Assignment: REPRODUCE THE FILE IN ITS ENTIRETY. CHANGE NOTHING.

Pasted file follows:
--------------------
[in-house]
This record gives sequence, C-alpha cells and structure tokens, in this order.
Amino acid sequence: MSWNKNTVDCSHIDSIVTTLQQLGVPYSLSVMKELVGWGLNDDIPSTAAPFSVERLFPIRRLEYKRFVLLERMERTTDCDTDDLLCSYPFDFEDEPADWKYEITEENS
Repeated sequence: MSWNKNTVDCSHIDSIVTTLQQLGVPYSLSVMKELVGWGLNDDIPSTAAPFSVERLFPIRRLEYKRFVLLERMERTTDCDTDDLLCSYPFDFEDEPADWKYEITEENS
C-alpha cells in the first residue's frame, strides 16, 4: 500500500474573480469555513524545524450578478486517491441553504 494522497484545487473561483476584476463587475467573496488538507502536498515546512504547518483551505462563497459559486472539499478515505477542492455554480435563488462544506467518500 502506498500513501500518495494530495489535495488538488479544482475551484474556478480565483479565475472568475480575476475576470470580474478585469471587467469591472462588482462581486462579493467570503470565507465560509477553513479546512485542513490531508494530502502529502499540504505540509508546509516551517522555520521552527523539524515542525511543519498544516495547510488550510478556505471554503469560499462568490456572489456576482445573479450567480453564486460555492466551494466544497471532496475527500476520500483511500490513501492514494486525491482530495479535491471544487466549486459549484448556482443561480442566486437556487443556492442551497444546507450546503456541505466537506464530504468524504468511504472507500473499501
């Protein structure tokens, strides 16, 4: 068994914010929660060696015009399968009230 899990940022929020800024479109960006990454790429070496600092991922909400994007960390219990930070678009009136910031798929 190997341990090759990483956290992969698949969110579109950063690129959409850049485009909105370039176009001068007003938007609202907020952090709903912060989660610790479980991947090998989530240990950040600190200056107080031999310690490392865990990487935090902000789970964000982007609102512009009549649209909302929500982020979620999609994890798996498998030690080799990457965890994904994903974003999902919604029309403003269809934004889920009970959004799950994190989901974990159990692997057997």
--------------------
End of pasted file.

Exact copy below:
[in-house]
This record gives sequence, C-alpha cells and structure tokens, in this order.
Amino acid sequence: MSWNKNTVDCSHIDSIVTTLQQLGVPYSLSVMKELVGWGLNDDIPSTAAPFSVERLFPIRRLEYKRFVLLERMERTTDCDTDDLLCSYPFDFEDEPADWKYEITEENS
Repeated sequence: MSWNKNTVDCSHIDSIVTTLQQLGVPYSLSVMKELVGWGLNDDIPSTAAPFSVERLFPIRRLEYKRFVLLERMERTTDCDTDDLLCSYPFDFEDEPADWKYEITEENS
C-alpha cells in the first residue's frame, strides 16, 4: 500500500474573480469555513524545524450578478486517491441553504 494522497484545487473561483476584476463587475467573496488538507502536498515546512504547518483551505462563497459559486472539499478515505477542492455554480435563488462544506467518500 502506498500513501500518495494530495489535495488538488479544482475551484474556478480565483479565475472568475480575476475576470470580474478585469471587467469591472462588482462581486462579493467570503470565507465560509477553513479546512485542513490531508494530502502529502499540504505540509508546509516551517522555520521552527523539524515542525511543519498544516495547510488550510478556505471554503469560499462568490456572489456576482445573479450567480453564486460555492466551494466544497471532496475527500476520500483511500490513501492514494486525491482530495479535491471544487466549486459549484448556482443561480442566486437556487443556492442551497444546507450546503456541505466537506464530504468524504468511504472507500473499501
């Protein structure tokens, strides 16, 4: 068994914010929660060696015009399968009230 899990940022929020800024479109960006990454790429070496600092991922909400994007960390219990930070678009009136910031798929 190997341990090759990483956290992969698949969110579109950063690129959409850049485009909105370039176009001068007003938007609202907020952090709903912060989660610790479980991947090998989530240990950040600190200056107080031999310690490392865990990487935090902000789970964000982007609102512009009549649209909302929500982020979620999609994890798996498998030690080799990457965890994904994903974003999902919604029309403003269809934004889920009970959004799950994190989901974990159990692997057997």